Beijing is making it tougher for overseas stakeholders to invest in Chinese companies. New draft data security legislation, now under review by the National People’s Congress Standing Committee, proposes new fines on firms handing over data to a foreign legal institution without Beijing’s consent.
The draft rules will “very likely become law,” said the South China Morning Post. And they raise concerns for not only public listings, but also for Chinese companies doing any business overseas.
The fines will be up to 200,000 yuan per individual and up to 1 million yuan ($154,000) per company. The SCMP also noted that the law will help Chinese firms resist foreign pressure: The new rules follow Washington’s Holding Foreign Companies Accountable Act (HFCAA) signed in December 2020 that threatens to delist certain China stocks from New York exchanges if they do not submit to PCAOB auditing. The U.S. Securities and Exchange Commission also nodded at the Act’s enforcement.
The bill aims to protect American investors from “dishonest companies,” as the bill’s sponsors, Sens. Chris Van Hollen and John Kennedy said earlier.
Kennedy has blamed “Communist China” for “using U.S. stock exchanges to exploit American workers and families—people who put their retirement and college savings in public companies.”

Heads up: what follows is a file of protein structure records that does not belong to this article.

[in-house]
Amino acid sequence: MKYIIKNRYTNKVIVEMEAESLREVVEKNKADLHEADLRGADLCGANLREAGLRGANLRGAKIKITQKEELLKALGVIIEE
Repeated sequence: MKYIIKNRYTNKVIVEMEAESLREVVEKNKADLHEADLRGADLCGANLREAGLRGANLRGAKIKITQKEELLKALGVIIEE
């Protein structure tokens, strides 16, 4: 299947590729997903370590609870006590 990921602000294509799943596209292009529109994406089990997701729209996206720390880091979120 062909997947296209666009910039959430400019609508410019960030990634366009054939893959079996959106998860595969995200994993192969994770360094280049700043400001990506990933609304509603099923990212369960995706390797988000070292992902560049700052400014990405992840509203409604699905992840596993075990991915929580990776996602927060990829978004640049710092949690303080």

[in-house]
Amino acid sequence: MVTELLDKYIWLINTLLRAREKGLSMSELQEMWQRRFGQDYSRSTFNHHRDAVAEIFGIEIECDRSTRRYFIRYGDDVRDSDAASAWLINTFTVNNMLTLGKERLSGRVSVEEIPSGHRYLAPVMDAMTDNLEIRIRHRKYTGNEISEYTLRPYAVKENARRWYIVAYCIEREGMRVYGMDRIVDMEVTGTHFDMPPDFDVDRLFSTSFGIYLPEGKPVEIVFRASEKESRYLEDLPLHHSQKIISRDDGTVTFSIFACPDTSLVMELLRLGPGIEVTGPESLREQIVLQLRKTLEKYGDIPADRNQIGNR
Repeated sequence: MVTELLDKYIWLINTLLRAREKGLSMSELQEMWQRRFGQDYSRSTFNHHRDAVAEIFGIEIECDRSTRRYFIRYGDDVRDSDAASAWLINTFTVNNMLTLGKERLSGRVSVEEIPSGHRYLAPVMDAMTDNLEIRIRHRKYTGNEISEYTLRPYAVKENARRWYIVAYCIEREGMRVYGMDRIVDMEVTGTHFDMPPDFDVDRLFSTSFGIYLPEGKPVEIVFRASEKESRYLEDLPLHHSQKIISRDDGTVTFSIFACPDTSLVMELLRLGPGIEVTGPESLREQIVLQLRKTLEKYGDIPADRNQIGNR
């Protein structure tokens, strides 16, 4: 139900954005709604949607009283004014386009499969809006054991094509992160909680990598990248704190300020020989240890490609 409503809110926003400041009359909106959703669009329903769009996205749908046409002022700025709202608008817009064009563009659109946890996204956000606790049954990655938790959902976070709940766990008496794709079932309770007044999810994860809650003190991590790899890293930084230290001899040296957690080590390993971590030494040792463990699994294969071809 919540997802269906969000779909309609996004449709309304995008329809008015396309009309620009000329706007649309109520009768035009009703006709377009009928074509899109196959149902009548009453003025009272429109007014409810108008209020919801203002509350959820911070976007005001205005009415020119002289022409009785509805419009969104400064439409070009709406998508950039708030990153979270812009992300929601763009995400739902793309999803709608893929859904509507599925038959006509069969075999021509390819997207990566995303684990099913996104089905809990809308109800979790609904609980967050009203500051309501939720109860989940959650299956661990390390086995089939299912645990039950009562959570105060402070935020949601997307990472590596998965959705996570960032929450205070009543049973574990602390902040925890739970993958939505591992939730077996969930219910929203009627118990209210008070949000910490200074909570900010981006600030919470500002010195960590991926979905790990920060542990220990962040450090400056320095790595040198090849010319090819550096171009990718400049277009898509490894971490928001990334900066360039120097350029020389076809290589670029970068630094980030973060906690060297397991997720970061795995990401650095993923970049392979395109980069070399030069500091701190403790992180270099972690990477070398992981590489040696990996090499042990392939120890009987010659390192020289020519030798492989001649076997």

Another law signed by ex-President Donald Trump in 2018, the Clarifying Lawful Overseas Use of Data Act (CLOUD Act), also conflicts with Beijing’s new law. This Act allows federal law structures to access U.S.-based tech companies’ data even if stored overseas.
Indeed, Chinese fraud scandals have come to light repeatedly in U.S. markets. A recent big case, which spurred the HFCAA into passage, led to the delisting of coffee giant Luckin Coffee (OTC: LKNCY) a year ago. And while Luckin seems to be recovering after restructuring and significant internal changes, certain other U.S.-listed Chinese companies continue to be accused of fraud.
But instead of supporting its overseas-traded and internationally-operating companies by offering a compromise on audits, Beijing continues to enforce its closed-book policies. Early in 2021, China’s Ministry of Commerce imposed new restrictions on its companies in response to the HFCAA. This is despite earlier statements by China Securities Regulatory Commission's Chairman Huiman Yi, who gave hope in June by saying a way to cooperate may be found.
Still, the draft law specifies Beijing’s consent as conditional – meaning, a possibility for a green light.
The date the law would be passed has not been announced. The SCMP also notes the proposal is subject to change.